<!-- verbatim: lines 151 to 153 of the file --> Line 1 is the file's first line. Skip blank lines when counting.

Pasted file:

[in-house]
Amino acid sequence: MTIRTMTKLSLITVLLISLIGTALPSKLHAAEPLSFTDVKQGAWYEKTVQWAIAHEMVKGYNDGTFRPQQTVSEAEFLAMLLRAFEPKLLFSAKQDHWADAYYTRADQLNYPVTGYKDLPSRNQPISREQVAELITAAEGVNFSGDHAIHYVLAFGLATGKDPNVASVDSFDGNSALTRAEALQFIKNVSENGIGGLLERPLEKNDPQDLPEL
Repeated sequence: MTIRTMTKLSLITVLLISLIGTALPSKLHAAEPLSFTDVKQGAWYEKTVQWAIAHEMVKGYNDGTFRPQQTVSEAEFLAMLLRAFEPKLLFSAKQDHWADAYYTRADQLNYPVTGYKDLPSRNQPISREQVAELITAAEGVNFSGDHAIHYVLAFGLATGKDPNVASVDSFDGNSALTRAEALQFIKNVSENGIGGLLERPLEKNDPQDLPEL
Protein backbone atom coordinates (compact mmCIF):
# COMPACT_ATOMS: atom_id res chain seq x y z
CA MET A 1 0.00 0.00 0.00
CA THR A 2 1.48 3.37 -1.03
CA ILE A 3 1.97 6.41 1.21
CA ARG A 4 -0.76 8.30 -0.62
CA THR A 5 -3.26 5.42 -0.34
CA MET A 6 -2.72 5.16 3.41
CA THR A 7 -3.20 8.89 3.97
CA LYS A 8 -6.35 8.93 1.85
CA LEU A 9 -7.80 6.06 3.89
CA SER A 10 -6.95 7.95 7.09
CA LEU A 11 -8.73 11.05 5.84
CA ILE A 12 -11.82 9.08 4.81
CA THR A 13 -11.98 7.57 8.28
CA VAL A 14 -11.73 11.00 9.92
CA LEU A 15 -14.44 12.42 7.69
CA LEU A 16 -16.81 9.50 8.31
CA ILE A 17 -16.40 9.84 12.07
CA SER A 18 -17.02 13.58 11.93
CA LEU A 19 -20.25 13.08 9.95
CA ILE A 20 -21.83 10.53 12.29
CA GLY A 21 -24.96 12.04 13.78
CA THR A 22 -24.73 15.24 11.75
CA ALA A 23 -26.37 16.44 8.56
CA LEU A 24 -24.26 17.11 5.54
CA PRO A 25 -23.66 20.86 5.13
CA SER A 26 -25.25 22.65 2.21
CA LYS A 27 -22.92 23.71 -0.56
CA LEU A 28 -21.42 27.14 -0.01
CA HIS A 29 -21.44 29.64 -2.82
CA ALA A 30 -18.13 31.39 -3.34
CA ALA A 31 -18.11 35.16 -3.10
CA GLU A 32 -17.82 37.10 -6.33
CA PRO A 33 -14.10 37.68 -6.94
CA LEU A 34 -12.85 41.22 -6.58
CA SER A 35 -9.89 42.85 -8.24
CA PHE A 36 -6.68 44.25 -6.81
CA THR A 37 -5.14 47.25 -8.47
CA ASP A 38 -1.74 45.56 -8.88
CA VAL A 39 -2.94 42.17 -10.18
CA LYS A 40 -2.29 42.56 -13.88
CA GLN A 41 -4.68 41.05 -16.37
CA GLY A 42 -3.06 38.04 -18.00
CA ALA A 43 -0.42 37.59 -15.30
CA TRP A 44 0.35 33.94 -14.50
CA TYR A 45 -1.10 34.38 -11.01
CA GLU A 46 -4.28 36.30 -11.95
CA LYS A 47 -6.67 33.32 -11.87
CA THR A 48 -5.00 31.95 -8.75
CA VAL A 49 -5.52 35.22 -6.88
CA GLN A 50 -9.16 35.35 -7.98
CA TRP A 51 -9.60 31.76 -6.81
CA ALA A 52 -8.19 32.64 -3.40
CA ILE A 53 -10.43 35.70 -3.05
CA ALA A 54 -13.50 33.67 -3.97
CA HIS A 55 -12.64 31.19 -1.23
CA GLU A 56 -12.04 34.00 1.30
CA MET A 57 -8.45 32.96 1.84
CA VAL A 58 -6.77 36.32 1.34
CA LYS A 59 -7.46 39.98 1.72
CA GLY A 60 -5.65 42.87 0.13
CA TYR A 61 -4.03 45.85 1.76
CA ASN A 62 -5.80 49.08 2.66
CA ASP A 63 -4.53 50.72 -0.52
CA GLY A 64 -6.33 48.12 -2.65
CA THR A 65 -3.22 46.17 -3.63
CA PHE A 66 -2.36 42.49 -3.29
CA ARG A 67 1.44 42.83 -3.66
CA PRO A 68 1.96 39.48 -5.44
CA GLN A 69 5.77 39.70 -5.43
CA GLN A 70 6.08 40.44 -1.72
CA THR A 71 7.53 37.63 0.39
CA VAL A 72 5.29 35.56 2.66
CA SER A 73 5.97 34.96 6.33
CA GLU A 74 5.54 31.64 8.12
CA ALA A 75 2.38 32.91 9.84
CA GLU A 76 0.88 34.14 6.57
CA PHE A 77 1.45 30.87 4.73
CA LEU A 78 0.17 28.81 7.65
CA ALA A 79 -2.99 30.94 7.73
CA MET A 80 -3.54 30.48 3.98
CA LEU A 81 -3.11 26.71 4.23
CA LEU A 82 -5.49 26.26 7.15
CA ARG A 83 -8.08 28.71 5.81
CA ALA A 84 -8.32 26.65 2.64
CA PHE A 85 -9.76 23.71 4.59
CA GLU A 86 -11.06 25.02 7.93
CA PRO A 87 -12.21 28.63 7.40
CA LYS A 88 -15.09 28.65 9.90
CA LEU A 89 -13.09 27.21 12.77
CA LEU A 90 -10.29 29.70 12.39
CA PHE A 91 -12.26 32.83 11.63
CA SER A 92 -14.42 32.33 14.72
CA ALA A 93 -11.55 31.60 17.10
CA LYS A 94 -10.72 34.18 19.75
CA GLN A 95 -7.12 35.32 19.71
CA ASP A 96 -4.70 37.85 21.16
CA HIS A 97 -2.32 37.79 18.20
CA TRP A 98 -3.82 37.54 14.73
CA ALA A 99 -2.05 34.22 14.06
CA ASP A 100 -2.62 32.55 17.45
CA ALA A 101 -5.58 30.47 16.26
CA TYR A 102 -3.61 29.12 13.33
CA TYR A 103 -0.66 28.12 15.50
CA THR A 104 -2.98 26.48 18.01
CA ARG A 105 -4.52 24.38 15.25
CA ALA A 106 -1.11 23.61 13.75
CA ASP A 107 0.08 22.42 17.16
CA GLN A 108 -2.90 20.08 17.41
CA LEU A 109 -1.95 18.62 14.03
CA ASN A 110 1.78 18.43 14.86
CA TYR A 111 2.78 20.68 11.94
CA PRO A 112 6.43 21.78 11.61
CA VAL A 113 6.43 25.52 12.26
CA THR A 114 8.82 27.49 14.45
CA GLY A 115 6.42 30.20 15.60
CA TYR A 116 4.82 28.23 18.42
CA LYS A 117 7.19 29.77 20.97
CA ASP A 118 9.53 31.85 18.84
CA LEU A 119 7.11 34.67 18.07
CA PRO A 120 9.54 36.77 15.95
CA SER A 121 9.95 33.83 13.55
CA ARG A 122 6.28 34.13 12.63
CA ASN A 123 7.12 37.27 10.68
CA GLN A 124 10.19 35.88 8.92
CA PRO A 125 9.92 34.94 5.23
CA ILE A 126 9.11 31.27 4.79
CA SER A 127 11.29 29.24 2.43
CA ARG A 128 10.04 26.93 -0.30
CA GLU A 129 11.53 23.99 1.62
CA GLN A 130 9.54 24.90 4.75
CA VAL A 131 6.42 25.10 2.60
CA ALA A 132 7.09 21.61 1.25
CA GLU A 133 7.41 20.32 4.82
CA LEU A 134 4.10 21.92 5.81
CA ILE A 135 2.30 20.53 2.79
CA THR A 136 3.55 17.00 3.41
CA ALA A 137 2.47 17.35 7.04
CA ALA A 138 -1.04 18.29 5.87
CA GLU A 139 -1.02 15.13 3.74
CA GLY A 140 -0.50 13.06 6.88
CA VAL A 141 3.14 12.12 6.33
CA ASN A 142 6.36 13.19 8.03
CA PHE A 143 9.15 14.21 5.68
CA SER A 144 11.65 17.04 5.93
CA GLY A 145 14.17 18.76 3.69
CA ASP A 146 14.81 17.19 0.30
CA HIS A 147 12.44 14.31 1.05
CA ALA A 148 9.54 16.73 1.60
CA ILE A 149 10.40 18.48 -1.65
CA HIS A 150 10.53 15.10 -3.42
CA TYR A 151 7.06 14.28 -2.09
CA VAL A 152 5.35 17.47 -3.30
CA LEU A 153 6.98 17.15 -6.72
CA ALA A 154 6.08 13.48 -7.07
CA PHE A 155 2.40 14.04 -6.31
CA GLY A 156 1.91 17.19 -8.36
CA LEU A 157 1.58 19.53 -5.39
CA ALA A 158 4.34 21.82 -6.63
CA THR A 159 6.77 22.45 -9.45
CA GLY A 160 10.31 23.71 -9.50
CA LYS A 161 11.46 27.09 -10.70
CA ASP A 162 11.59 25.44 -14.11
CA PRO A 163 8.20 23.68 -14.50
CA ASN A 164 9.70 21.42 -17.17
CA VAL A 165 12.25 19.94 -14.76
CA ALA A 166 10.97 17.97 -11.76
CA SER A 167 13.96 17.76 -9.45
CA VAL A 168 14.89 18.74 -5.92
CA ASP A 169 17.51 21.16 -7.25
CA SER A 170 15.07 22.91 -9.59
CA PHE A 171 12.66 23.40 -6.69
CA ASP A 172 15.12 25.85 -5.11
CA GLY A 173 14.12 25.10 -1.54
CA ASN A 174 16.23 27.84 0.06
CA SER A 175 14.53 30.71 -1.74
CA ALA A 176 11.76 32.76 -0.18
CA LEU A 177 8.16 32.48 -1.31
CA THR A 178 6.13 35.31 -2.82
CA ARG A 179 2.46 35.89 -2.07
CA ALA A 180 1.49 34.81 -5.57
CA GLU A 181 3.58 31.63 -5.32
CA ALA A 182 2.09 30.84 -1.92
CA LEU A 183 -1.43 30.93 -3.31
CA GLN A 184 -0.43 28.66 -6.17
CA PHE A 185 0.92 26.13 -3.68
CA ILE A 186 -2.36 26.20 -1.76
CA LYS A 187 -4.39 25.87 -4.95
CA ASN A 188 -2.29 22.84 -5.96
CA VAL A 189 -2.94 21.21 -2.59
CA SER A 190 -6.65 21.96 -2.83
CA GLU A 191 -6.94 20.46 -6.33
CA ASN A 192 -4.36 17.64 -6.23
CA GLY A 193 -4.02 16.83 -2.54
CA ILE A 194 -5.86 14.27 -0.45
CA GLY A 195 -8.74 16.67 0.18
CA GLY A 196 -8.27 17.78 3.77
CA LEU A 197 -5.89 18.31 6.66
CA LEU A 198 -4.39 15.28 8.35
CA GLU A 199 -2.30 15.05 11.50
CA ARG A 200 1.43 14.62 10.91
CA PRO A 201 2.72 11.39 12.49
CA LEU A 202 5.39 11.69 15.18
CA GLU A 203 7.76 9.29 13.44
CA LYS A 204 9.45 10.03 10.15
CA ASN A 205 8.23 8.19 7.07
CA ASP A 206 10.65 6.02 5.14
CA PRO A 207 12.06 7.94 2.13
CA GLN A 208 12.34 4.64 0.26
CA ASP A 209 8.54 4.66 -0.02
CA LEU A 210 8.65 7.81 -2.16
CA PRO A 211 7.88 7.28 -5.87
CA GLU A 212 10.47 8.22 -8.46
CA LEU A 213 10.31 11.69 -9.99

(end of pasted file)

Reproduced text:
CA ASP A 146 14.81 17.19 0.30
CA HIS A 147 12.44 14.31 1.05
CA ALA A 148 9.54 16.73 1.60